Vulnerabilities of Pacific islands need to be better managed amid global crises

The global economic crises and recent natural disasters have compounded the vulnerabilities of Pacific island developing economies still recovering from the food and fuel crises, and efforts are required at both national and international levels to more effectively manage their impacts.
This was one of the key messages emerging from a high-level meeting bringing together the United Nations and 14 Pacific island economies. The meeting, organized by the UN Economic and Social Commission for Asia and the Pacific (ESCAP) and the UN Department of Economic and Social Affairs (DESA), closed today in Port Vila, Vanuatu, with an address by the President of Kiribati, Anote Tong.
The two-day meeting focused on a five year review of the Mauritius Strategy for Sustainable Development of Small Island Developing States (MSI) – a blueprint adopted by 129 countries in 2005.
“Pacific Island economies are vulnerable for a number of reasons. They are isolated, small in size, lacking in resources, subject to a high frequency of natural disasters and vulnerable to rising sea-levels,” said Noeleen Heyzer, UN Under-Secretary-General and Executive Secretary of ESCAP, in her keynote address.
“In order to move forward, we must first understand the social, economic and environmental impacts these new risks and vulnerabilities have had on the region. With this knowledge we can then develop appropriate strategies for recovery and long-term plans for sustainable development” she said.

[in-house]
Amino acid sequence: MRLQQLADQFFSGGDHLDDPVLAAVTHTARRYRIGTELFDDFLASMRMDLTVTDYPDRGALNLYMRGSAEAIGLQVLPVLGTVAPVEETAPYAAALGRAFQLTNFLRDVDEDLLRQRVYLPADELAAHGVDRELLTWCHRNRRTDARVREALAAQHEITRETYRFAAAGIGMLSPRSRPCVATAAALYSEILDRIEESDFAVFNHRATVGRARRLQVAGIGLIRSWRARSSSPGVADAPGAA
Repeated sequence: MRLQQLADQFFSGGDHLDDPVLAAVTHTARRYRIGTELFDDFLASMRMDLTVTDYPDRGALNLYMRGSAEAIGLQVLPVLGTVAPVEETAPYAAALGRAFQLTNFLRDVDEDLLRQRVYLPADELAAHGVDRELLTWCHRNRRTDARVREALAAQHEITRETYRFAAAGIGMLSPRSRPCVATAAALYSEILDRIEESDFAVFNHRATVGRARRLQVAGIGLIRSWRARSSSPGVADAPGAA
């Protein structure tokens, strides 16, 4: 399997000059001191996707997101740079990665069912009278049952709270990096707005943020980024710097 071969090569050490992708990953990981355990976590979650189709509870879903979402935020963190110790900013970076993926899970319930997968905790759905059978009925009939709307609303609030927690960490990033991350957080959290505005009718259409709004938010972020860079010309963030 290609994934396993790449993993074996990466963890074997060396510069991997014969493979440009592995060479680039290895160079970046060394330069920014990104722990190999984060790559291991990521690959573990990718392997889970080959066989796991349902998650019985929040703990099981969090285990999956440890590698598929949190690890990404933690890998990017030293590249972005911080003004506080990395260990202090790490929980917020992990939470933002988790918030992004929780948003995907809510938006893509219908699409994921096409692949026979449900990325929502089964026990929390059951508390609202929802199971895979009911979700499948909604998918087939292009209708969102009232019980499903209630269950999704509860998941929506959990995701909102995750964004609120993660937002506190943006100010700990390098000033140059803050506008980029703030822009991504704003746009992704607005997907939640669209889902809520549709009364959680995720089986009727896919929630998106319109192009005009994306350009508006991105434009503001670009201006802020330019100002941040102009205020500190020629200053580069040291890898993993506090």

The strategies adopted by the meeting for strengthening the implementation of the MSI include a call on the international community to honour their commitments; the adoption of green growth policies; the strengthening of implementation mechanisms; and adequate budget allocation. Dr. Heyzer noted that “external assistance, through development aid, debt relief and foreign investment, is needed to support the Pacific on its path to equitable economic growth”.
The outcomes of the meeting will be discussed at a three-day Pacific Conference on the Human Face of the Global Economic Crisis starting on Wednesday, 10 February, also in Port Vila. Dr. Heyzer will be joined by Helen Clark, Administrator of the UN Development Programme (UNDP) and chairperson of the UN Development Group, at the conference.
The outcomes will be subsequently considered in May 2010 by the ESCAP Commission session in Incheon, Republic of Korea, as well as by the 18th session of the UN Commission on Sustainable Development (CSD) also in May this year. The CSD serves as the Preparatory Committee to the high-level MSI review meeting, scheduled to take place during the 65th UN General Assembly later in 2010.
Ministers and senior officials from Cook Islands, Fiji, Kiribati, Marshall Islands, the Federated States of Micronesia, Nauru, Niue, Palau, Papua New Guinea, Samoa, Solomon Islands, Tonga, Tuvalu and Vanuatu participated in the meeting.